12 Game

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There are two players $P_1$, $P_2$ playing a game on an array $A$ which has $n$ positive integers: $A_1, A_2, \ldots, A_n$. Both the players takes turns alternatively, and $P_1$ goes first. Rules of the game are as follows.  In $P_1$’s turn, he should choose any element $A_i$ which is $\ge 1$, and subtract $1$ from it.  In $P_2$’s turn, he should choose any element $A_i$ which is $\ge 2$, and subtract $2$ from it.  The player who is not able to make a move loses. Given the array $A$, find the number of different indices $i$ such that that $P_1$ can subtract from $A_i$ in his first turn, and end up winning the game, if both the players play optimally after this. ### Input  The first line of the input contains an integer $T$ denoting the number of test cases. The description of the test cases follows.  The first line of each test case contains an integer $n$.  The second line of each test case contains $n$ spaceseparated integers denoting the array $A$. ### Output For each test case, output an integer corresponding to the number of possible first moves of $P_1$ that lead him to win. ###Constraints  $1 \le T \le 10^5$  $1 \le n \leq 10^5$  $1 \le A_i \leq 10^5$  Sum of $n$ over all the test cases doesn't exceed $10^6$ ### Example Input ``` 3 1 1 1 3 2 1 2 ``` ### Example Output ``` 1 0 1 ``` ###Explanation **Testcase 1**: The array is {1}. $P_1$ has no choice but to pick the element and subtract 1 from it. The resulting array is {0}, and now $P_2$ is unable to make a move. Hence $P_1$ wins, and there was only one winning first move. Hence the answer is 1. **Testcase 2**: The array is {3}. $P_1$ has no choice but to pick the element and subtract 1 from it. The resulting array is {2}, and now $P_2$ has no choice but to subtract 2 from it. The resulting array is {0}, and now $P_1$ is unable to make a move. Hence $P_1$ loses.There is no starting move for $P_1$ which leads to his victory. Hence the answer is 0. **Testcase 3**: The array is {1, 2}. $P_1$ has two choices. Either subtract 1 from 1 or subtract 1 from 2.  Suppose he subtracts 1 from the first element, then the resulting array is {0, 2}, and now $P_2$ has no choice but to subtract 2 from the second element. The resulting array is {0, 0}, and now $P_1$ is unable to make a move. Hence $P_1$ loses in this case.  But suppose he subtracts 1 from the second element, then the resulting array is {1, 1}, and now $P_2$ is unable to make a move. Hence $P_1$ wins in this case. Thus, there is exactly one starting move for $P_1$ which leads to his victory. Hence the answer is 1.Author:  admin2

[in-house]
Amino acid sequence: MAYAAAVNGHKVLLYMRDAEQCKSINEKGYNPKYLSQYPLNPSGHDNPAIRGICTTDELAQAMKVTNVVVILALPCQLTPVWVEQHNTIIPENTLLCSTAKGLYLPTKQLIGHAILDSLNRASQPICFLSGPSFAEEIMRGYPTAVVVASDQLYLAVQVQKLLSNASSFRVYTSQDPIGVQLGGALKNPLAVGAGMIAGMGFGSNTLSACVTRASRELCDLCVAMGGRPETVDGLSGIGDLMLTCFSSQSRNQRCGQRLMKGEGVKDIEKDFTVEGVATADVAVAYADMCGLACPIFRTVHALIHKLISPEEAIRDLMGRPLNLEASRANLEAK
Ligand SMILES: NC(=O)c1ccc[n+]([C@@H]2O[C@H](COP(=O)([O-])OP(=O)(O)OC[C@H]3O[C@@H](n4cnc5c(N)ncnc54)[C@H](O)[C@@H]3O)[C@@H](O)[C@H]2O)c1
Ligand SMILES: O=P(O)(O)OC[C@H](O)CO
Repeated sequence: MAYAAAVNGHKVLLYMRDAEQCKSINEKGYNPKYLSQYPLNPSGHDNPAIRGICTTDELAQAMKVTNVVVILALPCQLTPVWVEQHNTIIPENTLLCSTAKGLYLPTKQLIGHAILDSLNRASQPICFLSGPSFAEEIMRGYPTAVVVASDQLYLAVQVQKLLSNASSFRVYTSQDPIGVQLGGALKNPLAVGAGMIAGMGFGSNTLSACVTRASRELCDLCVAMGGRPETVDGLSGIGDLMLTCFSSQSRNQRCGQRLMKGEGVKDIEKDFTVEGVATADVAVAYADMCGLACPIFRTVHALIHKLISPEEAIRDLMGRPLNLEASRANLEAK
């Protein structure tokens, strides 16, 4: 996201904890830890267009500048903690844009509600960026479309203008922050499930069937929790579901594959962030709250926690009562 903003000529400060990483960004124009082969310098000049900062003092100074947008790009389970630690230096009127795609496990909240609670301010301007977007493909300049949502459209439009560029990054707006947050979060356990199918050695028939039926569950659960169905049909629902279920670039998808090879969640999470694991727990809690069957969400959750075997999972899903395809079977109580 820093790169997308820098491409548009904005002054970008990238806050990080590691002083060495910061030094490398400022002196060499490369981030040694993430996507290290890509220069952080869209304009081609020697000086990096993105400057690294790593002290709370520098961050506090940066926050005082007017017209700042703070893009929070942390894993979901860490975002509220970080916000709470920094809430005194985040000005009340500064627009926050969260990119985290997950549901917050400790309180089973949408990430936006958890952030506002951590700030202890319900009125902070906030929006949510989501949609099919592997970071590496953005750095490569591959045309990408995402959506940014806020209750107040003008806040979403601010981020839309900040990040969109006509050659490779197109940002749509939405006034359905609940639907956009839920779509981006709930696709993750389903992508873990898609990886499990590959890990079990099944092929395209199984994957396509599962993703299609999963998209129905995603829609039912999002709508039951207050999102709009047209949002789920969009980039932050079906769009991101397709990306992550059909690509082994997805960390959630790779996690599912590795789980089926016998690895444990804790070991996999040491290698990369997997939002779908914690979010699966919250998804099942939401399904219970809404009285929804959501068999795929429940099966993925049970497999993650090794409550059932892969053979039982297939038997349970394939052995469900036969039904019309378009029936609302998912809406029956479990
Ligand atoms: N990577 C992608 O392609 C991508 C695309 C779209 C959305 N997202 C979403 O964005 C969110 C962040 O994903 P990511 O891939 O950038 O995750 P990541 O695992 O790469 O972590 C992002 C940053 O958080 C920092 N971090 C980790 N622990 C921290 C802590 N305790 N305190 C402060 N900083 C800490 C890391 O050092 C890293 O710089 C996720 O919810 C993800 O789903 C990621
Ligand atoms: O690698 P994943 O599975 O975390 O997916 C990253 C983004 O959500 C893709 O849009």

Tags  admin2 
Date Added:  13122018 
Time Limit:  2 sec 
Source Limit:  50000 Bytes 
Languages:  C, CPP14, JAVA, PYTH, PYTH 3.6, PYPY, CS2, PAS fpc, PAS gpc, RUBY, PHP, GO, NODEJS, HASK, rust, SCALA, swift, D, PERL, FORT, WSPC, ADA, CAML, ICK, BF, ASM, CLPS, PRLG, ICON, SCM qobi, PIKE, ST, NICE, LUA, BASH, NEM, LISP sbcl, LISP clisp, SCM guile, JS, ERL, TCL, kotlin, PERL6, TEXT, SCM chicken, PYP3, CLOJ, COB, FS 
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